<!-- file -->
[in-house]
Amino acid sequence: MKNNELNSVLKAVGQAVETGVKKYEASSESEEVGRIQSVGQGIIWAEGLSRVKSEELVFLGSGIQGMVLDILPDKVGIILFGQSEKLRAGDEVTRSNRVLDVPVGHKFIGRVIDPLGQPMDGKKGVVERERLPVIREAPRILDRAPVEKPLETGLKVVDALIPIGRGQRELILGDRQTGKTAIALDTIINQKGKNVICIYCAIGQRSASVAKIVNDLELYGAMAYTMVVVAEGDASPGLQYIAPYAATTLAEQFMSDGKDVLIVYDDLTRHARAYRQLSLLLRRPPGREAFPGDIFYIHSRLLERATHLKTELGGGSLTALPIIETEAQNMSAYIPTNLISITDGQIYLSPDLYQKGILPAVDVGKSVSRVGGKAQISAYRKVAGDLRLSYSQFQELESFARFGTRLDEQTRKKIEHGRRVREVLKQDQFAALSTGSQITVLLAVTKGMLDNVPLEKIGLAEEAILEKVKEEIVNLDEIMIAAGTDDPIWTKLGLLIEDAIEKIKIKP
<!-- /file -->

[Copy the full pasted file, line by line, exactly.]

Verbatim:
[in-house]
Amino acid sequence: MKNNELNSVLKAVGQAVETGVKKYEASSESEEVGRIQSVGQGIIWAEGLSRVKSEELVFLGSGIQGMVLDILPDKVGIILFGQSEKLRAGDEVTRSNRVLDVPVGHKFIGRVIDPLGQPMDGKKGVVERERLPVIREAPRILDRAPVEKPLETGLKVVDALIPIGRGQRELILGDRQTGKTAIALDTIINQKGKNVICIYCAIGQRSASVAKIVNDLELYGAMAYTMVVVAEGDASPGLQYIAPYAATTLAEQFMSDGKDVLIVYDDLTRHARAYRQLSLLLRRPPGREAFPGDIFYIHSRLLERATHLKTELGGGSLTALPIIETEAQNMSAYIPTNLISITDGQIYLSPDLYQKGILPAVDVGKSVSRVGGKAQISAYRKVAGDLRLSYSQFQELESFARFGTRLDEQTRKKIEHGRRVREVLKQDQFAALSTGSQITVLLAVTKGMLDNVPLEKIGLAEEAILEKVKEEIVNLDEIMIAAGTDDPIWTKLGLLIEDAIEKIKIKP